That’s where Al Horford comes in. The big man has been everything the Celtics wanted and a little more this postseason, and while Thomas may be their scoring leader on a nightly basis, it’s Horford who is their overall leader (and best player) as they head into their toughest matchup.
Horford averaged just nine points, six rebounds and 4.7 assists in his three games against the Cavs during the regular season, but has been one a whole new level this postseason. Forget the 16.1/7.5/5.8 stat line — that is great in its own right. But Horford is hitting 64 percent of his shots from the floor, and 58 percent from downtown. LeBron’s shooting has been spectacular this season, but Horford’s has been downright absurd.
Horford is that silent assassin who, every night, does two dozen things to help the team. Whether it’s knocking down shots, setting screens to spring Thomas or stretching the floor so that little man has room to move among some trees, Horford gets it done.
Now we get to see if he can continue that stellar play against the top-tier of the league.
Turnovers Will Be Even More Costly
Marcus Smart put it best after Monday night’s Game 7 win when telling reporters when it would take to beat the Cavaliers: “Perfection.”
Not giving a team free possessions is always a key in any series, but it’s a whole new level with the Cavaliers. Turn the ball over against them and there’s a good chance it’s going to end in some highlight reel dunk that ESPN will show 4,000 times with some horrible emo rock playing in the background (if they can make time for a highlight, that is).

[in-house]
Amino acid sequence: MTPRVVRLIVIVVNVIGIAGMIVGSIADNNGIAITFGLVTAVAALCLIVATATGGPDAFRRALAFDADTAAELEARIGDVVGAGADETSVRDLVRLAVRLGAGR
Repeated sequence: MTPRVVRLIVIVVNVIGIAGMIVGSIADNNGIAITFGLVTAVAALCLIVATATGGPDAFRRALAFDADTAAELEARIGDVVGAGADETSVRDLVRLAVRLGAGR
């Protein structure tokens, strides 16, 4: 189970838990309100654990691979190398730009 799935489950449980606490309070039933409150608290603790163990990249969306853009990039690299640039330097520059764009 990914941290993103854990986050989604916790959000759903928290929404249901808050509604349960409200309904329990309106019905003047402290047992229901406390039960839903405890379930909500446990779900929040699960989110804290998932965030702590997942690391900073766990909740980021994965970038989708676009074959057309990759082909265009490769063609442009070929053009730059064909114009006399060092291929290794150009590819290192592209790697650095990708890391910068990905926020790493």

In their four-game sweep of Toronto, the Cavaliers turned 33 Raptors turnovers into 47 points. They went Globe Trotters on one of them early in Game 1 (see the video above) and it essentially ended the series before the Cavs had to dust off their passports. They toyed with the Raptors the rest of the way, whether LeBron was pretending to drink a beer or spinning the ball before putting up a shot (if he pulls that on the Celtics, just take the ball!).
Turnovers were one of Boston’s biggest detractors in their losses in Games 3 and 4 against the Wizards, and they were a big part of why Washington was able to go off on those ridiculous 22-0 and 26-0 runs. If they make the same lazy miscues in this series, forget about putting up a fight against Cleveland.
Take One Game In Boston, And See Where The Rest Goes
If the Celtics want any microcosm of a chance to make some noise this series, they have to take at least one game in Boston. They need to take advantage of Cleveland’s lengthy layover between their sweep of the Raptors and press them as much as possible when Game 1 tips off. They have to be ready to throw the first punch.
And we don’t mean a rematch of the Kelly Olynyk-Kevin Love shoulder wrestling showdown. Though that might be fun.
The Celtics are only expected to win a game or two, if that, during this series, and that would be considered a win for the young underdogs. It’s incredible that “just winning a game or two” or “just keeping it competitive” would be considered a success for a team that resides in the “City of Champions,” a team that has a history like no other in NBA. But that’s how good the Cavaliers are, and how big the gap is between the them and the Celtics.
That’s really no knock on the Celtics, who are a bit ahead of schedule in their rebuild. And don’t think for a minute that just because most logical fans have accepted the fact the Celtics will probably only be playing four or five more games this season, that the team themselves are just going to lay down and let the Cavs march on to the NBA Finals without a fight. They are going to battle for 48 minutes every night, making Cleveland earn a trip to their third straight Finals.
There will be demoralizing Cleveland runs. The Celtics will answer some, others they won’t. But they won’t quit, no matter how high the mountain. That’s really all you can ask for when a promising underdog goes against a Goliath like the Cavaliers.